Prayer: One of the key hallmarks of the spiritual heights of Saint Teresa of Avila is the importance she gave to prayer. Even though she struggled for many years she teaches us this basic but indispensable spiritual truth “We must have a determined determination never to give up prayer.” St. Teresa insists that we must never give up our prayer. She rightly said, “What air is to the lungs so is prayer to the soul.” Healthy lungs need constant and pure air; healthy soul must be constantly breathing in through prayer - the oxygen of the soul! According to St. Teresa, the renewal of both religious life and the life of the Church, will be possible only through each individual religious’ fidelity to spiritual life and personal prayer – a type of prayer that favours individual to personal relationship with Christ in loyalty and fidelity. So renewal in us and among us will be possible through a revival in personal prayer. How can we take help to become persons of prayer from the directives of St. Teresa of Avila? Teresa teaches us how to practise the Prayer of Recollection and asks us to be faithful to it as a preparatory step in attaining mystical contemplation. She explains – think of Jesus present within, relate with the Indwelling Presence and meditate on the Gospel events making use of the imagination. All are called to attain the mystical contemplation, for it is the flowering of the baptismal grace. If one does not attain the prayer of spiritual marriage the fault lies not with God but with us. The practice of three basic virtues – Humility, Detachment and Charity are the fundamental requirements to receive the gift of prayer. St. Teresa says that the community is the place where these virtues of charity, detachment and humility will be practised.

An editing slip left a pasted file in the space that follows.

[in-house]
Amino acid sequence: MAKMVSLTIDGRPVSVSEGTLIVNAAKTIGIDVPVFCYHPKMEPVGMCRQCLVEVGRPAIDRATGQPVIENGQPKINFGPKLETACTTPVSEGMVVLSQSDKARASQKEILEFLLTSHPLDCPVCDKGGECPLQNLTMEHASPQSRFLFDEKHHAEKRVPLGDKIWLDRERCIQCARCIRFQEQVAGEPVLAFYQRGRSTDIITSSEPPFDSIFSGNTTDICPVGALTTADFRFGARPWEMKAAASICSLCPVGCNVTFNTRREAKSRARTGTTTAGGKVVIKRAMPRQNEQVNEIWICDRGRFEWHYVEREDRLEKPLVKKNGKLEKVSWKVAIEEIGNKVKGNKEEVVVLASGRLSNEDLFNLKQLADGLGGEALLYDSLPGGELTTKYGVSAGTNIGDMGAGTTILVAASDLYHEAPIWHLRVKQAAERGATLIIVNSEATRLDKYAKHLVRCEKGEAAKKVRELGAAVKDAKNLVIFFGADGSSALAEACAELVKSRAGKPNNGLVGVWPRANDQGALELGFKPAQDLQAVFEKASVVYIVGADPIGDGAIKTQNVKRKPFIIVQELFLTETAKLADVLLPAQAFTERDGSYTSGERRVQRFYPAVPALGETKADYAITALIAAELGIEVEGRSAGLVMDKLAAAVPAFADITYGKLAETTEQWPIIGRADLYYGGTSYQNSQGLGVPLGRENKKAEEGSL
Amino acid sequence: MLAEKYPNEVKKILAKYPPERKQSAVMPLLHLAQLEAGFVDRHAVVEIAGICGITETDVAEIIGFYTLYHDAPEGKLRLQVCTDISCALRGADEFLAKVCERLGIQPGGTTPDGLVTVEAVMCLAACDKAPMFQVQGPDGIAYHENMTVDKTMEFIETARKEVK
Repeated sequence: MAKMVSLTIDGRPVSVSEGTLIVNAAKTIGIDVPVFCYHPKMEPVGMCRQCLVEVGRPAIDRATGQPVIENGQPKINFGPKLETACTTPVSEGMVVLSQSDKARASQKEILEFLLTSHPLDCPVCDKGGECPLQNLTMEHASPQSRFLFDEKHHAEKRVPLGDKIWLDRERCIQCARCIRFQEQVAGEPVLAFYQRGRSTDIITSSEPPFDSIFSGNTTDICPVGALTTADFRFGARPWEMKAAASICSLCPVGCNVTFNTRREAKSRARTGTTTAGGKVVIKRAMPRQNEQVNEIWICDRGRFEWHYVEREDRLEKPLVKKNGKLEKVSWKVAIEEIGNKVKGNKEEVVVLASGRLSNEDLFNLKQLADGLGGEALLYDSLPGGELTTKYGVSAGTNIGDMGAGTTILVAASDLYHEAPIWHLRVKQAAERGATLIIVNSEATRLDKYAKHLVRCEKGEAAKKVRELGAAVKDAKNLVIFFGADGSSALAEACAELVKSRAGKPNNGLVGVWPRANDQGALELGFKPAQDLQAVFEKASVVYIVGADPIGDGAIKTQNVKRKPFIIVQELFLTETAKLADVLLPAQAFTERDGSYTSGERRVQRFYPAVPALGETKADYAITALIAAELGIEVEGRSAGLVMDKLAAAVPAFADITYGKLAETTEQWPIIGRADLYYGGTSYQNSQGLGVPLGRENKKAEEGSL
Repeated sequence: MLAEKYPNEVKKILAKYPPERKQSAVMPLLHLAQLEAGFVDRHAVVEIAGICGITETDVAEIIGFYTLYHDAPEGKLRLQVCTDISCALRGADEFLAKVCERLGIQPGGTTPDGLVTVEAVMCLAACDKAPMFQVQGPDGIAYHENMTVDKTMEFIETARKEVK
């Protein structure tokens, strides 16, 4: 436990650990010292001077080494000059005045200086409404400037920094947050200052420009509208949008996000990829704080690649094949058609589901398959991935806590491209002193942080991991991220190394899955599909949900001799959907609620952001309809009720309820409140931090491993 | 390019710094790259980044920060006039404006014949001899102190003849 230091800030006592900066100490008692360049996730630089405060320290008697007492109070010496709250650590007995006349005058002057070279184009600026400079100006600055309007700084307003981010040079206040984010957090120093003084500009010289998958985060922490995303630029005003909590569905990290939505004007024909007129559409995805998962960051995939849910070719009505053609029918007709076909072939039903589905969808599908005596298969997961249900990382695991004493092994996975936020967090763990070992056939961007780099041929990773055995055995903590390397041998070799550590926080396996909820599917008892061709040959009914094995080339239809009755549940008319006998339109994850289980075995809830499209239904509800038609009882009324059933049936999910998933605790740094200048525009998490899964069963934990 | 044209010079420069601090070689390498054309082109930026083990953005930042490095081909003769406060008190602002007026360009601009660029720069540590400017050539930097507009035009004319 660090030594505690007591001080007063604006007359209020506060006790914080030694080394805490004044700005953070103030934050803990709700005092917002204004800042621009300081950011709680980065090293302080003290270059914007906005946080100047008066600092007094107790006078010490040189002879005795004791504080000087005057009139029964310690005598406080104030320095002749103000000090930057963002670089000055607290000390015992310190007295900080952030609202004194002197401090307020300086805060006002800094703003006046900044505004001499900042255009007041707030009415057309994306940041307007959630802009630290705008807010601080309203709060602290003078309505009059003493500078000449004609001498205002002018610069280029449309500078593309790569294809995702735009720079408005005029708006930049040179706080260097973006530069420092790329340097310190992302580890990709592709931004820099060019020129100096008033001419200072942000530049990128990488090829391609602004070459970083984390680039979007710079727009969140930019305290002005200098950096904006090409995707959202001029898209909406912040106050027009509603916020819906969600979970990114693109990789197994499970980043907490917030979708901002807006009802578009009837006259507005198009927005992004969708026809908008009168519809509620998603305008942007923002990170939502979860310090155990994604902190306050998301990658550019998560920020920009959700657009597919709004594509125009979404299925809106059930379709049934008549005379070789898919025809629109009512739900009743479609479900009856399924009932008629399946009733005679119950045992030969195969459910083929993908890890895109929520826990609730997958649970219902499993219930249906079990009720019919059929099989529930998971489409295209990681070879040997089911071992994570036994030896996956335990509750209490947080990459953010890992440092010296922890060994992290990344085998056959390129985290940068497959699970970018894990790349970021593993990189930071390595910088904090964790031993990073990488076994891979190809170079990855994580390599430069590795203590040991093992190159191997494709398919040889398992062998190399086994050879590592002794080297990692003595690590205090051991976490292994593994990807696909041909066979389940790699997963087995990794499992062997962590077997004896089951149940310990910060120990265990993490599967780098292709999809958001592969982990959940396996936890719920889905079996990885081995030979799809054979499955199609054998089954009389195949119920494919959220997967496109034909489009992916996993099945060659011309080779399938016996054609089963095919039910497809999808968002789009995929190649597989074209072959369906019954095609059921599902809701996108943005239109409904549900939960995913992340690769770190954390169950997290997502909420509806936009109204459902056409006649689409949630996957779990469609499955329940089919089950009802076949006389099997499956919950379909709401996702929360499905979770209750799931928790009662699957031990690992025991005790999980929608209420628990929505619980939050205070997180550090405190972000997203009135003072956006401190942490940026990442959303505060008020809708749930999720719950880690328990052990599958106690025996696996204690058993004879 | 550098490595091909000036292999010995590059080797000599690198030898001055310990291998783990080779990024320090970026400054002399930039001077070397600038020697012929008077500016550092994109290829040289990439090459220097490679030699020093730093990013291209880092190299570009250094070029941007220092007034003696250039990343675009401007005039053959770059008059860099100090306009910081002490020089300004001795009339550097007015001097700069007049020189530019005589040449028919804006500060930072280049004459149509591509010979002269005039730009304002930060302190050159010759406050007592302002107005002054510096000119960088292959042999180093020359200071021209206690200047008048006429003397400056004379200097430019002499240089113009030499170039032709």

Definition of Prayer: St. Teresa of Avila gives us one of the classical definitions of prayer in the history of Catholicism. “Prayer is nothing more than spending a long time alone with the One I know loves me.” Two friends loving each other! Jesus Himself called the Apostles friends—so I am called to be a friend with Jesus!
Love for Jesus and His suffering: St. Teresa found many graces by meditating upon the Humanity of Jesus. By spending time with Jesus, the Son of God made man and entering into colloquy with Him she grew in prayer. St. Teresa once had a mystical experience of the “Ecce Homo”; she saw Jesus with His crowned Head and this moved her to a greater love for Jesus and through this she had a total conversion, a total transformation of her life.

Holy Spirit - The Divine Teacher of Prayer: On one occasion St. Teresa was really struggling with prayer and she talked to a Jesuit priest for advice on overcoming her struggle. His advice was simple and to the point, but changed her life! The priest

insisted on praying to the Holy Spirit. From that point on, she followed his great advice to rely on the Holy Spirit and her prayer life improved remarkably! Let us be led by the best of all teachers, the Interior Master of prayer - The Holy Spirit. He will guide us and take us closer to God.